27. The required amount of water for the human body is directly correlated to the number of degrees above 29C.

28. While there, remember the reasons that you went to that place.

29. You will always be as happy, or otherwise, as you think you will be.

30. Not all hotels are created equal.

31. When riding on the back of a motorcycle: the more free hands, the better.

32. Even when creating and receiving familiar sounds or symbols, your conversation partner is not always speaking the same language.

33. The fun factor of being sick isn't positive anywhere you go.

34. Rivers are elementally interesting places.

35. You never end up exactly where you expect, and that's usually a good thing.

36. Comfort is subject to Murphy's Law.

37. Don't judge a book by its cover.

38. Discomfort builds character. So they say.

39. The design, engineering, and manufacturing of fans are truly impressive.

40. Technology works as well as, and in the manner that, you think it does.

41. Alright functions as hello anywhere in the United Kingdom.

42. It's astonishingly easy to fake a landmine injury.

43. Independent consultants are always more interesting than the alternatives. But they aren't necessarily better.

44. Strike while the iron is hot.

45. People on vacation, especially in coastal areas, are inherently laid-back.

46. Too much relaxation isn't always a good thing.

47. Everything has it's time or season.

48. Being able to perform basic math calculations (quickly) is preferred. And either doing so or not doing so is equally frustrating.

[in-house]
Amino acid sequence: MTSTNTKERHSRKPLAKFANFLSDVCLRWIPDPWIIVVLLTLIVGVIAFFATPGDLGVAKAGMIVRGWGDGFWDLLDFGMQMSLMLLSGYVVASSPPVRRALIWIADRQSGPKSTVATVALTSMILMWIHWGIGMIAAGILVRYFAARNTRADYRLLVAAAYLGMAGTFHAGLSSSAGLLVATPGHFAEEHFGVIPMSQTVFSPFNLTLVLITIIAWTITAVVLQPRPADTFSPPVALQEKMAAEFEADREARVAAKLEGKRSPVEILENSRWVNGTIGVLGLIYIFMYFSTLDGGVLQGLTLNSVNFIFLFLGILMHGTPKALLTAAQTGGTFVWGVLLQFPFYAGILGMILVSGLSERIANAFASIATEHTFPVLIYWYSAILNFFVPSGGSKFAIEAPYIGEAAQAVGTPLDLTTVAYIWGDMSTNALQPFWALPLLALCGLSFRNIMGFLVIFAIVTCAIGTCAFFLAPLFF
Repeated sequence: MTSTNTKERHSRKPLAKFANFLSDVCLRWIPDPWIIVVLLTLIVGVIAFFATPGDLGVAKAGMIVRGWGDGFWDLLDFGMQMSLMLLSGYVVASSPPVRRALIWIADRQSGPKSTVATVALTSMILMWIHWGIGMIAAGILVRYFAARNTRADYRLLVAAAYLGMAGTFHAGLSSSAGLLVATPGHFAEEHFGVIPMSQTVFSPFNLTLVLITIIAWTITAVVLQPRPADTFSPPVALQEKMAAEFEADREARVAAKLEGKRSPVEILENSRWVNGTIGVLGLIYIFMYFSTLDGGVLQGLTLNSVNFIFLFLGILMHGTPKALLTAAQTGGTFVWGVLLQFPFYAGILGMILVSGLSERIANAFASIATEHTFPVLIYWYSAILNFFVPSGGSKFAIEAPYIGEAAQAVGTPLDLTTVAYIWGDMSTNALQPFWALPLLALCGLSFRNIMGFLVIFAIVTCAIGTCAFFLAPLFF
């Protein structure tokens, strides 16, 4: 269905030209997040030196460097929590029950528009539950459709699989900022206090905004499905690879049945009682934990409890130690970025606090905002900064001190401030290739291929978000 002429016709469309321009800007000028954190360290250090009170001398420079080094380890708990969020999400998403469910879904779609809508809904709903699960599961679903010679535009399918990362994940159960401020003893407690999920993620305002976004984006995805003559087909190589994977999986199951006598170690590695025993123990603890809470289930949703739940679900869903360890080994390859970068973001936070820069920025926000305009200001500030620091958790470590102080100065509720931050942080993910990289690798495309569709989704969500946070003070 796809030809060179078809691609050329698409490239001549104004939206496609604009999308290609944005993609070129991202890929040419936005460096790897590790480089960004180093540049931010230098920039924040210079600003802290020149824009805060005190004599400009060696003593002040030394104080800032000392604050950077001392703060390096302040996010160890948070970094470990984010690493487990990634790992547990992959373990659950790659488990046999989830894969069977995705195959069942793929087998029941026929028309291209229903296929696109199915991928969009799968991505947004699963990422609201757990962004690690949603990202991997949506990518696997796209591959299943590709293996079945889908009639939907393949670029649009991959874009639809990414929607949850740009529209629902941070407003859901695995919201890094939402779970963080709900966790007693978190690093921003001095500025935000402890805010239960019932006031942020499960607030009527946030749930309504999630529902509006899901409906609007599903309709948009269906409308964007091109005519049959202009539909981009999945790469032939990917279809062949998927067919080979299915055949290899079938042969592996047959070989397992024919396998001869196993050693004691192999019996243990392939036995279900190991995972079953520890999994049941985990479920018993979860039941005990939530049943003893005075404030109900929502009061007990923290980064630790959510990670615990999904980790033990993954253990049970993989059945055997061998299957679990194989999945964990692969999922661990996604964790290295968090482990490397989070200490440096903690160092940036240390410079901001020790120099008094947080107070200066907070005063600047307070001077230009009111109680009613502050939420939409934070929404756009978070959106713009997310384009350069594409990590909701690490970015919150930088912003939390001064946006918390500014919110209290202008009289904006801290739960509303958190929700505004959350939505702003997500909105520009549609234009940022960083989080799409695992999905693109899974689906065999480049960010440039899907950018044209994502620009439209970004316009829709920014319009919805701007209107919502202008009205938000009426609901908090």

49. The night time is the right time. But circumstances also dictate appropriateness and suitability.

50. Everyone's exotic to someone. Somewhere.

51. Fishing is what it's cracked up to be.

52. Gambling isn't.

53. The milkshake machine isn't necessarily broken, and the 'mix' isn't necessarily 'out'.

54. Sometimes, people are just nice for no reason at all.

55. Seafood in a land-locked region is weird.

56. Injuries always take longer to heal than you imagine.

57. Hindsight is earned, and is a valuable trait.

58. Volunteers might say or appear so, but probably aren't lacking in resources.

59. The simplest way to make money is to keep what you already have.

60. Those actually in need probably can't tell you.

61. 'Native experiences' are nice, but usually overrated.

62. The most effective tools are usually the ones easiest to find.

63. You can exercise anywhere. But you don't have to.

64. People are people. For the most part.

65. Don't expect too much out of yourself or others - and that way you'll always be pleasantly surprised with whatever happens.

66. 97% of the time, water and/or sleep are the best medicine for anything that ails you.

67. An object in motion remains in motion, and similarly, an object at rest remains at rest, until an outside force is applied. -originally Galileo's concept of inertia, and eventually Newton's First Law of Motion

68. You can do whatever you want to do. But you should also understand the potential consequences ahead of time.

69. Across the board, Occam's Razor applies and things typically are the way they seem.